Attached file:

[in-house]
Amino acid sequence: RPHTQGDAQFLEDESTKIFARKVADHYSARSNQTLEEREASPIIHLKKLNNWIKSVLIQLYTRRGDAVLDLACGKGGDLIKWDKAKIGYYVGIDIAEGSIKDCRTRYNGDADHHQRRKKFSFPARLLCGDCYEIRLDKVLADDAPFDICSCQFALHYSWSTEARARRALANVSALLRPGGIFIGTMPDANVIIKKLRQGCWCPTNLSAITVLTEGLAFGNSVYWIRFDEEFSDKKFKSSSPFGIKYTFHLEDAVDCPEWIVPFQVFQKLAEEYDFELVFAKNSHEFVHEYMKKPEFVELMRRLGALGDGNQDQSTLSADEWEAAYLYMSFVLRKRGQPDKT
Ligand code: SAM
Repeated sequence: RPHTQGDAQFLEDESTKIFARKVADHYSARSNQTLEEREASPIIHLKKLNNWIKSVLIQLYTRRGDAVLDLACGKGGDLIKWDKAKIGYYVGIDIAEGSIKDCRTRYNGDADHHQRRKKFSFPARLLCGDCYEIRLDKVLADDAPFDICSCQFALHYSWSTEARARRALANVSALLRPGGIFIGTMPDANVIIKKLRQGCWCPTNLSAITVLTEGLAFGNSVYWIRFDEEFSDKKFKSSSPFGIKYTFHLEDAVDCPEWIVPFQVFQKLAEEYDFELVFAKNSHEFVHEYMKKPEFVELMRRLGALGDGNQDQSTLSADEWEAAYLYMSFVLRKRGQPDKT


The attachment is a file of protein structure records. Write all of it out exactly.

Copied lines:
[in-house]
Amino acid sequence: RPHTQGDAQFLEDESTKIFARKVADHYSARSNQTLEEREASPIIHLKKLNNWIKSVLIQLYTRRGDAVLDLACGKGGDLIKWDKAKIGYYVGIDIAEGSIKDCRTRYNGDADHHQRRKKFSFPARLLCGDCYEIRLDKVLADDAPFDICSCQFALHYSWSTEARARRALANVSALLRPGGIFIGTMPDANVIIKKLRQGCWCPTNLSAITVLTEGLAFGNSVYWIRFDEEFSDKKFKSSSPFGIKYTFHLEDAVDCPEWIVPFQVFQKLAEEYDFELVFAKNSHEFVHEYMKKPEFVELMRRLGALGDGNQDQSTLSADEWEAAYLYMSFVLRKRGQPDKT
Ligand code: SAM
Repeated sequence: RPHTQGDAQFLEDESTKIFARKVADHYSARSNQTLEEREASPIIHLKKLNNWIKSVLIQLYTRRGDAVLDLACGKGGDLIKWDKAKIGYYVGIDIAEGSIKDCRTRYNGDADHHQRRKKFSFPARLLCGDCYEIRLDKVLADDAPFDICSCQFALHYSWSTEARARRALANVSALLRPGGIFIGTMPDANVIIKKLRQGCWCPTNLSAITVLTEGLAFGNSVYWIRFDEEFSDKKFKSSSPFGIKYTFHLEDAVDCPEWIVPFQVFQKLAEEYDFELVFAKNSHEFVHEYMKKPEFVELMRRLGALGDGNQDQSTLSADEWEAAYLYMSFVLRKRGQPDKT